This high saving rate was driven by fiat. Thanks to wartime rationing, Americans were only allowed to purchase small amounts of sugar, butter, meat, gasoline, tires, shoes, bicycles, processed foods and other goods. Plus, there was virtually no production of new cars, radios, home appliances or housing. In fact, when inflation and increased working hours are taken into account, consumption per hour worked actually declined for the bulk of civilians during the war. Civilian living standards stayed at Depression-era levels.

Americans' wartime savings over 1941-45 were $142 billion, about $1.3 trillion in 2005 dollars. These funds went to pay down consumer credit, buy War Bonds, and bulk up savings accounts. During the war, outstanding consumer credit fell to $5.7 billion from $7.2 billion, a 44% reduction in constant dollars.

Despite higher incomes, household mortgage debt rose only slightly during the war, falling by 17% in real terms. As a consequence, the overhanging debt that had plagued households since the start of the Great Depression was dramatically reduced and household balance sheets markedly improved.

When hostilities ended in 1945, many expected that an expanded civilian work force, plus reduced federal deficits, would bring back the depression of the 1930s. There was indeed a brief recession in 1946, but as production was rededicated to consumers and rationing was lifted, people rushed to replace rusted-out automobiles and broken-down refrigerators. The returning soldiers got jobs, moved to newly constructed housing in the suburbs, and the postwar boom was on. And it was greatly accelerated by households' renewed capacity to take on debt.

Consider the ratio of household debt to disposable income over the decades from 1919 to 2010. Data (from the Federal Reserve Flow of Funds, the Bureau of Economic Analysis and other historical records) show that the debt ratio started a sharp upswing in 1920-22 with the 1920s housing boom and the introduction of consumer financing by auto makers and producers of home appliances, rising to 41% in 1929 from 16% in 1919.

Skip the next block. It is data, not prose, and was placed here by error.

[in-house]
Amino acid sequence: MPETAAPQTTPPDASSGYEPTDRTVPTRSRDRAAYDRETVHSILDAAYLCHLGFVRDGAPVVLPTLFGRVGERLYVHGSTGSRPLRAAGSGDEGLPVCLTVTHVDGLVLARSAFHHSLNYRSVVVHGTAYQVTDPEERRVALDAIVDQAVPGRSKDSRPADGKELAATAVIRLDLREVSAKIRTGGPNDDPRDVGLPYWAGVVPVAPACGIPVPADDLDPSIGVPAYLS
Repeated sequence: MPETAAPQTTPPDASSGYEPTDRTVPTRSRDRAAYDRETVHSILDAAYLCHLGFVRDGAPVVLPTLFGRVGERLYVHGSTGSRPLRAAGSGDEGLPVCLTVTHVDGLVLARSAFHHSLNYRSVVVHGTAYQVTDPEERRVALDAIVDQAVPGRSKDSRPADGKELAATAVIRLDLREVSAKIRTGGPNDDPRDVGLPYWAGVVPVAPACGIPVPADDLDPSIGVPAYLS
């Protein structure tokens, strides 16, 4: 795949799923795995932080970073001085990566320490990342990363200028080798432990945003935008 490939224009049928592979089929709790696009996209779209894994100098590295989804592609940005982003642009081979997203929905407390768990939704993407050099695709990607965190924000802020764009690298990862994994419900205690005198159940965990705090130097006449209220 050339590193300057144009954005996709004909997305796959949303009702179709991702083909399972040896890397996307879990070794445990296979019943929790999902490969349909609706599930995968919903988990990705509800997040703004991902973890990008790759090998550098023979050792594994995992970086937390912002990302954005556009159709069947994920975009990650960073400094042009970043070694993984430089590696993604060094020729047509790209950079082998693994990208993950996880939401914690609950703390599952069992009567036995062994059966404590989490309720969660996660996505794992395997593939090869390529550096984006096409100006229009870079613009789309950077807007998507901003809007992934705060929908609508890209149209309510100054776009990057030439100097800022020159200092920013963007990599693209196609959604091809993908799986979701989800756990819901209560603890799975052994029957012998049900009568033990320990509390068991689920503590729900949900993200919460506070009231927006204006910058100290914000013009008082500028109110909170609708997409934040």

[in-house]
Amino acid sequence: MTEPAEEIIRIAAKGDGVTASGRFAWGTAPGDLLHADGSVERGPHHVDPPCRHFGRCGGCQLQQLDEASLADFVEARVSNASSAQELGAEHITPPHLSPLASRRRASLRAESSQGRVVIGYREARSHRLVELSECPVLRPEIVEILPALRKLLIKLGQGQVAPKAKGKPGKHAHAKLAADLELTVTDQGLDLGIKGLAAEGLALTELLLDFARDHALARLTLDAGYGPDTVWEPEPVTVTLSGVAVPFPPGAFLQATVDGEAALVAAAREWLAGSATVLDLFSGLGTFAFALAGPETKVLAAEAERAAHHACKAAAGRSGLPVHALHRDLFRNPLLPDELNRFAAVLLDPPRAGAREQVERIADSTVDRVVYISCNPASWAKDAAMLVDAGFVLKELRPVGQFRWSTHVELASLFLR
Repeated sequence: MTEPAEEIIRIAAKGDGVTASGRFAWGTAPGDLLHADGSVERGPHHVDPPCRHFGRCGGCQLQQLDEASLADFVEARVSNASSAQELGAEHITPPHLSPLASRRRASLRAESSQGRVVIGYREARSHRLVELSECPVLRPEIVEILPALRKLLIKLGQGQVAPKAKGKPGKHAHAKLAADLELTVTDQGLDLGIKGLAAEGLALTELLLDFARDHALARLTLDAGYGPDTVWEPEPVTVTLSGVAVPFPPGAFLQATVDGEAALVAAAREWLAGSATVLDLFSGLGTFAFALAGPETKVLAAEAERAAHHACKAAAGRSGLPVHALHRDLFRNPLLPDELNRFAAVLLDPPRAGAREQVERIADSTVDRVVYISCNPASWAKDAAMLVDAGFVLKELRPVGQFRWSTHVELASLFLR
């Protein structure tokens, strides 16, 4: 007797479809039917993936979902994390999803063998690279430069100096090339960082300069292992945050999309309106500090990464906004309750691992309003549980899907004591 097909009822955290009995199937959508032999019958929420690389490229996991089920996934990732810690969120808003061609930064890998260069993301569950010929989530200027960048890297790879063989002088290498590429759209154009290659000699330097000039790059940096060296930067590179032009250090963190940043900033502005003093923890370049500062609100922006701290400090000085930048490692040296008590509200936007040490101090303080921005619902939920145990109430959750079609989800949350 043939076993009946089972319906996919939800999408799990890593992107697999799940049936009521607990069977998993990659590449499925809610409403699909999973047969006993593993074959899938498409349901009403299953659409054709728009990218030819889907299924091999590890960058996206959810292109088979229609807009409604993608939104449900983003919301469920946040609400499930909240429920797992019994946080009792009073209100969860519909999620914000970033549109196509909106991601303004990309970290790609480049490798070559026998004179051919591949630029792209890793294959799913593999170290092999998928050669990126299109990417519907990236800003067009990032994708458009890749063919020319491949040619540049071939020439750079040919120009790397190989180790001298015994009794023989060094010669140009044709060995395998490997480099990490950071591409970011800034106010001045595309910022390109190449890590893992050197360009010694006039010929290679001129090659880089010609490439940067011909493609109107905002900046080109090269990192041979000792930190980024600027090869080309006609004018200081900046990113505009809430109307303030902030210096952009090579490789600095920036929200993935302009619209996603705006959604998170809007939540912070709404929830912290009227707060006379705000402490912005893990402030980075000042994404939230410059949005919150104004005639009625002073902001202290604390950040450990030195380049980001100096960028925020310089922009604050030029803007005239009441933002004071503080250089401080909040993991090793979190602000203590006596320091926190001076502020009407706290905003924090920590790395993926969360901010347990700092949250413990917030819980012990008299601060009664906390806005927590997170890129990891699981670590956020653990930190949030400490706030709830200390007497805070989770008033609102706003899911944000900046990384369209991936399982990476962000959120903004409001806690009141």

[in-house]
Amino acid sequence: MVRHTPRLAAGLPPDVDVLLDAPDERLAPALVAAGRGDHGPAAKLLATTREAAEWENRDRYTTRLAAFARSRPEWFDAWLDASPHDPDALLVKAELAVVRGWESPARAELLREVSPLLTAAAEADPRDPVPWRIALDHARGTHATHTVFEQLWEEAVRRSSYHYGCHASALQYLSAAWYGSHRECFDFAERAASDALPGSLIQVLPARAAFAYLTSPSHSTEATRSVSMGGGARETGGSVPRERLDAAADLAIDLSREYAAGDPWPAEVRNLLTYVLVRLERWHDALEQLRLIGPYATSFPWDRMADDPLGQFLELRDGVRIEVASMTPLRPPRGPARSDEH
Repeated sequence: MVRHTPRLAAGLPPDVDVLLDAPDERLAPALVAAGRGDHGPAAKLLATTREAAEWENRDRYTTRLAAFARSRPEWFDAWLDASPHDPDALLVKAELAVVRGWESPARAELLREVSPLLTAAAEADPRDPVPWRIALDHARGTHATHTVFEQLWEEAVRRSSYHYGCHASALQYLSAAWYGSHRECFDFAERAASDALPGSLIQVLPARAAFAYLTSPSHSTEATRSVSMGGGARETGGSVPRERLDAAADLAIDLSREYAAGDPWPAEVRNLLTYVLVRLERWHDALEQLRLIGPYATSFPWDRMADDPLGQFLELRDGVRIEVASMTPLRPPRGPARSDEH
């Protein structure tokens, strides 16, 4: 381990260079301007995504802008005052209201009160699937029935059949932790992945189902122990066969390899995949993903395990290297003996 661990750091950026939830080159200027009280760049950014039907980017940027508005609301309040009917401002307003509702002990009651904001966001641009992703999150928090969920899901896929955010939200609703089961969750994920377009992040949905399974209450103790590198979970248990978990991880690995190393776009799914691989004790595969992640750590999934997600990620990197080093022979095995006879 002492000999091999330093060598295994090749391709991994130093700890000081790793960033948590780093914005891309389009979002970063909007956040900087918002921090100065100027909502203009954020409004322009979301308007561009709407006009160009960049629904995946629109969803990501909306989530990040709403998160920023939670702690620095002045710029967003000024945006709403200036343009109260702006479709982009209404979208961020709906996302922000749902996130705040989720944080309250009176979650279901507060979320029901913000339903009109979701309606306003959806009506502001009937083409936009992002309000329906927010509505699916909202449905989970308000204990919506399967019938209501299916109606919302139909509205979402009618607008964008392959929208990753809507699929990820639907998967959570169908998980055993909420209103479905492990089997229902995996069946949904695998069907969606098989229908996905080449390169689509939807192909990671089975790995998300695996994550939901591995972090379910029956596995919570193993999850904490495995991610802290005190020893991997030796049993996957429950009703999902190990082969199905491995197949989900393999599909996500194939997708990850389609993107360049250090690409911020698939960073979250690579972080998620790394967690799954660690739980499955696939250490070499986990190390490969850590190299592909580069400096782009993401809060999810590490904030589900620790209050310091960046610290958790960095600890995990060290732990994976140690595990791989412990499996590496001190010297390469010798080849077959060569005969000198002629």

As the economy dipped into recession in 1930, household incomes fell and people made dramatic reductions in spending for consumer goods in order to hold onto their cars and homes. Falling incomes forced the debt/income ratio to a peak of 61% in 1932. By 1940, the ratio had slowly worked its way down to 40%, about where it had been in 1929. Then, with the advent of the war and rationing, the ratio plummeted to 20% by 1944-45, a level not seen since 1924.

Today, households carry a much greater relative debt burden than they did in 1929, largely due to a 25-year mortgage binge. Between 1980 and 2007, disposable income grew at 5.9% per year while household indebtedness grew at 8.7% per year—a clearly unsustainable situation. As in 1939, this hangover of debt blocks new rounds of consumption and dulls the impact of fiscal and monetary stimuli."